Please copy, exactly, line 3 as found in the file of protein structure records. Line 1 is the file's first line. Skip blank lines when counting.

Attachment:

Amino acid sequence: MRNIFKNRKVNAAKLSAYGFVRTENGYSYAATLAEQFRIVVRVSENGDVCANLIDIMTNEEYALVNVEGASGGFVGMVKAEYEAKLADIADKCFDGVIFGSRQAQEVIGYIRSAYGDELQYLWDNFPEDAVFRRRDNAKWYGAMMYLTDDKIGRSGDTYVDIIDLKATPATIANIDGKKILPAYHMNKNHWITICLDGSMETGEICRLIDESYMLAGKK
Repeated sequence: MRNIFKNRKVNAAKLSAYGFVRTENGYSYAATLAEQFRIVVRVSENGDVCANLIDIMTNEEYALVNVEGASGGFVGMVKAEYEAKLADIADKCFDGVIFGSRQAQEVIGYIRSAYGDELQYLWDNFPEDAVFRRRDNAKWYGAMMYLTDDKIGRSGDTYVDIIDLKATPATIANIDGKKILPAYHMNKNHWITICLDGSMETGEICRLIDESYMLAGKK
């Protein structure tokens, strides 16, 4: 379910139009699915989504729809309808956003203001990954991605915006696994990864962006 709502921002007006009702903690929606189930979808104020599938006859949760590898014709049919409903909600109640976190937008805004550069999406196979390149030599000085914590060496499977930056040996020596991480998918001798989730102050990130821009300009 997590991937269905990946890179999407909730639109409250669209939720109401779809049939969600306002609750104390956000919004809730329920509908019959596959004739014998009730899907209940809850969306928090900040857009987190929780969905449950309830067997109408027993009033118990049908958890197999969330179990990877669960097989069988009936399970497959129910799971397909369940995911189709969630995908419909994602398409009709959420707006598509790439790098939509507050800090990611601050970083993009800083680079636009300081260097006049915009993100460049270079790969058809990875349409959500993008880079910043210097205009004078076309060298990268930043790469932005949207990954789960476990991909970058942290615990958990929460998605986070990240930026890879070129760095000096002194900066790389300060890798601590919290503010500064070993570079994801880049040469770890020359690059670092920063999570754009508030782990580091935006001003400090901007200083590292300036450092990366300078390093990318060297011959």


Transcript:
């Protein structure tokens, strides 16, 4: 379910139009699915989504729809309808956003203001990954991605915006696994990864962006 709502921002007006009702903690929606189930979808104020599938006859949760590898014709049919409903909600109640976190937008805004550069999406196979390149030599000085914590060496499977930056040996020596991480998918001798989730102050990130821009300009 997590991937269905990946890179999407909730639109409250669209939720109401779809049939969600306002609750104390956000919004809730329920509908019959596959004739014998009730899907209940809850969306928090900040857009987190929780969905449950309830067997109408027993009033118990049908958890197999969330179990990877669960097989069988009936399970497959129910799971397909369940995911189709969630995908419909994602398409009709959420707006598509790439790098939509507050800090990611601050970083993009800083680079636009300081260097006049915009993100460049270079790969058809990875349409959500993008880079910043210097205009004078076309060298990268930043790469932005949207990954789960476990991909970058942290615990958990929460998605986070990240930026890879070129760095000096002194900066790389300060890798601590919290503010500064070993570079994801880049040469770890020359690059670092920063999570754009508030782990580091935006001003400090901007200083590292300036450092990366300078390093990318060297011959």